October 19 is a pretty big day in Mets history.
It was ten years ago today that the Mets played the Cardinals in Game 7 of the NLCS. Two memorable things happened in that particular game. One of them good, one of them bad.
The good? Endy Chavez making one of the best catches you’ll ever see in a baseball game. The score was tied at 1 in the sixth inning. With Jim Edmonds on first base and one out, Cardinals third baseman Scott Rolen hit a long drive to left which Chavez pulled back over the wall and in for the out. Then — and a lot of people forget this — he doubled off Edmonds. Watch:
The bad came in the ninth. After the Cardinals took a 3-1 lead, the Mets mounted a mini-rally against rookie closer Adam Wainwright. Jose Valentin and Chavez each singled to lead off the ninth. Wainwright bore down and got two outs, but then walked Paul Lo Duca to load the bases. A single would tie it. Extra bases would send the Mets to the World Series. Up stepped Carlos Beltran. Wainwright got ahead of Beltran 0-2 and then broke off a killer curveball. If you’re a Mets fan you know what happened: nothing. Beltran didn’t swing, the pitch was called strike three and the game and season was over:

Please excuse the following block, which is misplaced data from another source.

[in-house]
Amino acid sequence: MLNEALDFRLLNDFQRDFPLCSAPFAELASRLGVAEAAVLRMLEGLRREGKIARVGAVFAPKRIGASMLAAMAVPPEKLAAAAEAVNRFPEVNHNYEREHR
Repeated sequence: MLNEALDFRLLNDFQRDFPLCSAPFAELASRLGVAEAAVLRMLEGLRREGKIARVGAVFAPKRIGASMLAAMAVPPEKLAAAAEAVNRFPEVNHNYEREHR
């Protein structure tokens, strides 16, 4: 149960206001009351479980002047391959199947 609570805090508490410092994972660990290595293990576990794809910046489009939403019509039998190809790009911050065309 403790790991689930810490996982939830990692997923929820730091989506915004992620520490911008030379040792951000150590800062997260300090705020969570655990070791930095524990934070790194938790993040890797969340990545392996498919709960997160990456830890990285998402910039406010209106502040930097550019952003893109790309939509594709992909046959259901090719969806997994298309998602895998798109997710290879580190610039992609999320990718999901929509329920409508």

As our D.J. Short observed earlier this afternoon, there was a prominent witness to called strike three:
Should’ve known nothing good was going to happen there.
October 19, 1999 was a pretty painful one for the Mets as well. On that day another deciding NLCS game was played. This time against the Braves. The Mets had actually been down 3-0 in this series but battled back to win Games 4 and 5. They were likewise in a big hole in Game 6, mounting rally after rally in this wild one. The score tied at eight after nine innings. Each team scored one run in the tenth.
In the 11th, for reasons that are still unclear to me, manager Bobby Valentine put Kenny Rogers into the game. Rogers gave up a leadoff double to Gerald Williams. Bret Boone sacrificed Williams to third with one out. Valentine then had Rogers issue not one, but two intentional walks. First to Chipper Jones — which was understandable, as Jones had absolutely murdered the Mets that year, winning the MVP Award that season based primarily on his supreme ownage of Mets pitchers — then to Brian Jordan, giving Rogers no margin for error. While creating a force out at every base is defensible, Rogers was not a pitcher who you wanted to have no margin for error. He walked Andruw Jones on a 3–2 pitch that came nowhere near the strike zone, scoring Williams and handing the pennant to Atlanta.
The Mets would make the World Series the next season. And, of course, they survived the 2006 NLCS too, as no one takes a franchise away simply for messing up in the playoffs. They won the NL pennant last year and had another good season this year. As they will have many good seasons in the future too. Clubs move on from even the most ignominious incidents.
Yet, to this day, October 19 and the NLCS are bad associations for Mets fans. Memories that make them shout “too soon!” even some 17 and 10 years after the fact.